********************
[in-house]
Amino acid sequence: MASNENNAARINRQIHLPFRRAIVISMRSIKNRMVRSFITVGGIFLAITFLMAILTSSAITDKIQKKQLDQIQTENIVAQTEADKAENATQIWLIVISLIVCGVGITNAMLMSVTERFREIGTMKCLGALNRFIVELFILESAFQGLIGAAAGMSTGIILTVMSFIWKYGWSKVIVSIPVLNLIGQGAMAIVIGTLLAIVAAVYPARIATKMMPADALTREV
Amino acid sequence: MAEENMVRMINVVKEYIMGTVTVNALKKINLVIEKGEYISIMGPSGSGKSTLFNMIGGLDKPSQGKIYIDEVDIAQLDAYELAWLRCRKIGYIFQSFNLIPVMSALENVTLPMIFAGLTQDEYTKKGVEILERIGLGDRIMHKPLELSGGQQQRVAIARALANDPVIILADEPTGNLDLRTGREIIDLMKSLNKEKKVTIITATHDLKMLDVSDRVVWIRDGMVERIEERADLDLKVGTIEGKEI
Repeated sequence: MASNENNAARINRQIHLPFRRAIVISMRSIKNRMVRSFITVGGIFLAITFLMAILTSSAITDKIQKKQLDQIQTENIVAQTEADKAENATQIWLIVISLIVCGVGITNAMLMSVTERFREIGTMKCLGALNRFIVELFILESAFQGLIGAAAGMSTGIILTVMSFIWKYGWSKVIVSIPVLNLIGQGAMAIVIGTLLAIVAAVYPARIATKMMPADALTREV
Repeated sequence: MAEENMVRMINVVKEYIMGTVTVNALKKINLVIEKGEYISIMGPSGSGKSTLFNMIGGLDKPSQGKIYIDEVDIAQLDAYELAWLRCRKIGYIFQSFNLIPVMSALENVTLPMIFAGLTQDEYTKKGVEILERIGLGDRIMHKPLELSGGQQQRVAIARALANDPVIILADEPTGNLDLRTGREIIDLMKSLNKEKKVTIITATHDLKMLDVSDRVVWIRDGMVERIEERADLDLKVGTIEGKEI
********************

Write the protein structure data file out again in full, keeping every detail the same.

[in-house]
Amino acid sequence: MASNENNAARINRQIHLPFRRAIVISMRSIKNRMVRSFITVGGIFLAITFLMAILTSSAITDKIQKKQLDQIQTENIVAQTEADKAENATQIWLIVISLIVCGVGITNAMLMSVTERFREIGTMKCLGALNRFIVELFILESAFQGLIGAAAGMSTGIILTVMSFIWKYGWSKVIVSIPVLNLIGQGAMAIVIGTLLAIVAAVYPARIATKMMPADALTREV
Amino acid sequence: MAEENMVRMINVVKEYIMGTVTVNALKKINLVIEKGEYISIMGPSGSGKSTLFNMIGGLDKPSQGKIYIDEVDIAQLDAYELAWLRCRKIGYIFQSFNLIPVMSALENVTLPMIFAGLTQDEYTKKGVEILERIGLGDRIMHKPLELSGGQQQRVAIARALANDPVIILADEPTGNLDLRTGREIIDLMKSLNKEKKVTIITATHDLKMLDVSDRVVWIRDGMVERIEERADLDLKVGTIEGKEI
Repeated sequence: MASNENNAARINRQIHLPFRRAIVISMRSIKNRMVRSFITVGGIFLAITFLMAILTSSAITDKIQKKQLDQIQTENIVAQTEADKAENATQIWLIVISLIVCGVGITNAMLMSVTERFREIGTMKCLGALNRFIVELFILESAFQGLIGAAAGMSTGIILTVMSFIWKYGWSKVIVSIPVLNLIGQGAMAIVIGTLLAIVAAVYPARIATKMMPADALTREV
Repeated sequence: MAEENMVRMINVVKEYIMGTVTVNALKKINLVIEKGEYISIMGPSGSGKSTLFNMIGGLDKPSQGKIYIDEVDIAQLDAYELAWLRCRKIGYIFQSFNLIPVMSALENVTLPMIFAGLTQDEYTKKGVEILERIGLGDRIMHKPLELSGGQQQRVAIARALANDPVIILADEPTGNLDLRTGREIIDLMKSLNKEKKVTIITATHDLKMLDVSDRVVWIRDGMVERIEERADLDLKVGTIEGKEI